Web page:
While initial reports had concluded that the causative factor in Samsung’s exploding Galaxy Note 7 debacle was the result of a “serious design flaw,” an even more recent report appears to do a full 180 on that assessment — instead pointing to the device’s batteries, and not a design flaw, as the reason that millions of Samsung’s 2016 flagships burst into flames.
Several consumer product safety groups had been conducting their own investigations into Samsung’s mysterious and spontaneously exploding Galaxy Note 7 handsets; however, all the while this was going on, Samsung was apparently conducting its own, behind-the-scenes investigation into the issue. And what the South Korean tech-titan was able to uncover, as told first by Reuters, is that the battery, in fact, is to blame for the handsets that succumbed to fire.
It was initially believed that Samsung’s voluntary push-and-shove of its supply chain partners in order to meet component orders ahead of a late-August, 2016 launch — a full calendar month ahead of Apple’s iPhone 7 unveiling event — resulted in critical oversights, and, in turn, the spontaneous combustion of a couple million Galaxy Note 7 batteries. However, according to sources familiar with the matter (but who were not authorized to speak a word of it), Samsung, as part of its testing, was actually able to replicate the same fires — and therefore, was able to determine that a design flaw was simply not the cause of the problem.
This latest report is coming to us at a critical time for Samsung — as the South Korean company tries to heal of its wounds, and give users the confidence they once had in the company and its products. To that end, according to the Reuters report, Samsung is gearing up to reveal its fourth-quarter sales figures on January 24; however, most investors hold a consensus that its now critical for the Galaxy-maker to provide customers with as detailed and compelling a case as possible insofar as why its Galaxy Note 7 devices were becoming engulfed in flames. More important, though, is that the company needs to somehow assure users — perhaps with an action plan of steps it is going to take — that the chances of a similar catastrophe cropping up in the future are non-existent.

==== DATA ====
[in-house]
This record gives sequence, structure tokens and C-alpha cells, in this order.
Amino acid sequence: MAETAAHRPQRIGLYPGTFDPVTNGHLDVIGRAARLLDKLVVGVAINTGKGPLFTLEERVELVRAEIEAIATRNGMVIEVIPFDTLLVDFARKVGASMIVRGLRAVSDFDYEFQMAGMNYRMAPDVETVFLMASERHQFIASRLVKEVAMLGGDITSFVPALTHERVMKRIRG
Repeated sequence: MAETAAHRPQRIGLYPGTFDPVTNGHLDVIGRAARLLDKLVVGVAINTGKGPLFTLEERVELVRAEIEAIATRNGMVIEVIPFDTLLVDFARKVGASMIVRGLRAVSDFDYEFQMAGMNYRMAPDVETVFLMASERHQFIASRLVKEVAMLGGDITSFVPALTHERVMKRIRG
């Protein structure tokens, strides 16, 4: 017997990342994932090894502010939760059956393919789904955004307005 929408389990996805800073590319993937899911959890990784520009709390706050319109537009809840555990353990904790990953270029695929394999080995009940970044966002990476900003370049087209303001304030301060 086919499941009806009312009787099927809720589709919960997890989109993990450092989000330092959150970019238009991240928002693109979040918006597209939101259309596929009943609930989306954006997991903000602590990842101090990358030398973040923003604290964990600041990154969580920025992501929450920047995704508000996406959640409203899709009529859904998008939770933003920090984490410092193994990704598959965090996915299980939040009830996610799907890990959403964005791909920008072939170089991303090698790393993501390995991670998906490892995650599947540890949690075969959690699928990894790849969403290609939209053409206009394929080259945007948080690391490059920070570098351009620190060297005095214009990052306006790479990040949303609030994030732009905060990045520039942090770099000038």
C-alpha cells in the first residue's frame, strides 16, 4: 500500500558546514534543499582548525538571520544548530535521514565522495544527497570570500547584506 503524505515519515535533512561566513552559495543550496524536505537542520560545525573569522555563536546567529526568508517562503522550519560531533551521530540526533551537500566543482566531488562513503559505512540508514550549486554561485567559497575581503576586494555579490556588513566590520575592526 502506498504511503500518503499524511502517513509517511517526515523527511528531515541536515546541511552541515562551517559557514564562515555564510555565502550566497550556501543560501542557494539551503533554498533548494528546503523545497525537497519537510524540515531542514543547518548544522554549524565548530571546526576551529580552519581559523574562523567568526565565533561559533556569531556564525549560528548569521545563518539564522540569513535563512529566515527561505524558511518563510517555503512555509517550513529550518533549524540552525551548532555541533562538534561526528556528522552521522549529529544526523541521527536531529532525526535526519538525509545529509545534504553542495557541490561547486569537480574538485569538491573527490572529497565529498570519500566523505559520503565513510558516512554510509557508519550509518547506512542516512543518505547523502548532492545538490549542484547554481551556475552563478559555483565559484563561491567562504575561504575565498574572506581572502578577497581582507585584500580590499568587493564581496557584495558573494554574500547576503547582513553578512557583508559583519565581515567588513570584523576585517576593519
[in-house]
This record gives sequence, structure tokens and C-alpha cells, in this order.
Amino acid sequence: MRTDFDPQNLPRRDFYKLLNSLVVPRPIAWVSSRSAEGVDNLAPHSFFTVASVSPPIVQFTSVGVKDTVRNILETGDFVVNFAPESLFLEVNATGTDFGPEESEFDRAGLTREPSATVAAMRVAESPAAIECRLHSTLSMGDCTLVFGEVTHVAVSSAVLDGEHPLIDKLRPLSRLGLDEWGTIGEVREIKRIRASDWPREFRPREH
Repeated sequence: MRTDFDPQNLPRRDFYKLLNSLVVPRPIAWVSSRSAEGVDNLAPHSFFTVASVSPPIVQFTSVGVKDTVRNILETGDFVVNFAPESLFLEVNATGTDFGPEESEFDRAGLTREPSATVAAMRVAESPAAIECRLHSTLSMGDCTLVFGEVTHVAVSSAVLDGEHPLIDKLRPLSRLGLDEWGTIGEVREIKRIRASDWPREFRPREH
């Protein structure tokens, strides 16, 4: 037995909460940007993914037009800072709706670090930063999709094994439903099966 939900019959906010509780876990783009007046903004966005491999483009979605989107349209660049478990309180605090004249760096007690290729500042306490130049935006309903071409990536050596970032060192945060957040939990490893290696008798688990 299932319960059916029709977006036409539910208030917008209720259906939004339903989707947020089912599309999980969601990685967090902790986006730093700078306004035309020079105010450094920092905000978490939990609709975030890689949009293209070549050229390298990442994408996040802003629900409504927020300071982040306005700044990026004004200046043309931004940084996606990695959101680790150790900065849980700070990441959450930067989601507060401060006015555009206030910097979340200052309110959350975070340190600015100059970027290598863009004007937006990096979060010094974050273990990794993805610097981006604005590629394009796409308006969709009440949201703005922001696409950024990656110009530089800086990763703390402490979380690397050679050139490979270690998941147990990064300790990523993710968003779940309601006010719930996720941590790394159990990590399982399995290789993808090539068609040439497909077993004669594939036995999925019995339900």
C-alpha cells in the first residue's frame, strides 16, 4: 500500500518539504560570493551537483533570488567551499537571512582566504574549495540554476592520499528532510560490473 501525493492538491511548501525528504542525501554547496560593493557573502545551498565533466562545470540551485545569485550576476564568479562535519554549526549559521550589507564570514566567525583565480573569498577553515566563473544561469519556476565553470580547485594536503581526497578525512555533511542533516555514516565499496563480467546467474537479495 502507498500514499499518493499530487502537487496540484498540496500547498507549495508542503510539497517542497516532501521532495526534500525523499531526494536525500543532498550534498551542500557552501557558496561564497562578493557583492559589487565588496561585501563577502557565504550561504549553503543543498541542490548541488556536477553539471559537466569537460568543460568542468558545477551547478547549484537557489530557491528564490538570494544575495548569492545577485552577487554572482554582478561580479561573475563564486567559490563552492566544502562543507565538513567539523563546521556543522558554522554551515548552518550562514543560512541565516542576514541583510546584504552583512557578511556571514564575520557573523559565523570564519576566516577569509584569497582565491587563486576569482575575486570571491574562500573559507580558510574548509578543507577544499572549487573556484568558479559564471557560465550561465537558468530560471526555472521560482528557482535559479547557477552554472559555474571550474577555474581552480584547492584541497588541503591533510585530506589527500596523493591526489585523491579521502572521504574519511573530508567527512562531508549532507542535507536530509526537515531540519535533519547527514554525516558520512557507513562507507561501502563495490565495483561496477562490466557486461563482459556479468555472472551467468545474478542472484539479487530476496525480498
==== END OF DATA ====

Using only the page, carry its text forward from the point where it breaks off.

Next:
“They’ve got to make sure they come clean and they’ve got to reassure buyers as to why this won’t happen again,” said Bryan Ma, a Singapore-based analyst for market research firm International Data Corporation (IDC).
The source concluded by saying that Samsung will more than likely reveal the official results of its investigation on January 23rd of this month, or just one day ahead of the company’s scheduled, fourth-quarter earnings call on Tuesday the 24th.